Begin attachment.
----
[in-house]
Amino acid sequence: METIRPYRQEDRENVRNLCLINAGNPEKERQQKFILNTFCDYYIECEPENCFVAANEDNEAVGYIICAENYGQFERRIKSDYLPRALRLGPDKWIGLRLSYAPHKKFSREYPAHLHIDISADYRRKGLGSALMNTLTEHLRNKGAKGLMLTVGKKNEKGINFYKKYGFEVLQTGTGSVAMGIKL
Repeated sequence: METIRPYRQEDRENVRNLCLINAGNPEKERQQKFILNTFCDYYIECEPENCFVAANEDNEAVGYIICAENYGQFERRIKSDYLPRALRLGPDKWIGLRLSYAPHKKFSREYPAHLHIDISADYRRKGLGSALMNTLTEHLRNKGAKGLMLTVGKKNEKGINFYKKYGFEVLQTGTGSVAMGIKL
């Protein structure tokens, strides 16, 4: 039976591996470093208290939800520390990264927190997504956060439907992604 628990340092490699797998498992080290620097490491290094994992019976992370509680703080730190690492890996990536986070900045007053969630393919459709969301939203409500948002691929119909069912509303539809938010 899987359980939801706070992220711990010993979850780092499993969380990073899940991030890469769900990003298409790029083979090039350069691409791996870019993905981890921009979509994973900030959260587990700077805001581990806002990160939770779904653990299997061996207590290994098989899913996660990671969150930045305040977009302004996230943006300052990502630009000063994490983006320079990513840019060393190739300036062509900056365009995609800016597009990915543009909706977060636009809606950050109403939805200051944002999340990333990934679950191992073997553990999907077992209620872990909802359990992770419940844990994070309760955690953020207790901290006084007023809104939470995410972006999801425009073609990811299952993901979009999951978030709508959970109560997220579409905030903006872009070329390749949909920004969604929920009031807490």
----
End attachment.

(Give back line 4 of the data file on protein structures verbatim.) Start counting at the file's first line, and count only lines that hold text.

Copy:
């Protein structure tokens, strides 16, 4: 039976591996470093208290939800520390990264927190997504956060439907992604 628990340092490699797998498992080290620097490491290094994992019976992370509680703080730190690492890996990536986070900045007053969630393919459709969301939203409500948002691929119909069912509303539809938010 899987359980939801706070992220711990010993979850780092499993969380990073899940991030890469769900990003298409790029083979090039350069691409791996870019993905981890921009979509994973900030959260587990700077805001581990806002990160939770779904653990299997061996207590290994098989899913996660990671969150930045305040977009302004996230943006300052990502630009000063994490983006320079990513840019060393190739300036062509900056365009995609800016597009990915543009909706977060636009809606950050109403939805200051944002999340990333990934679950191992073997553990999907077992209620872990909802359990992770419940844990994070309760955690953020207790901290006084007023809104939470995410972006999801425009073609990811299952993901979009999951978030709508959970109560997220579409905030903006872009070329390749949909920004969604929920009031807490």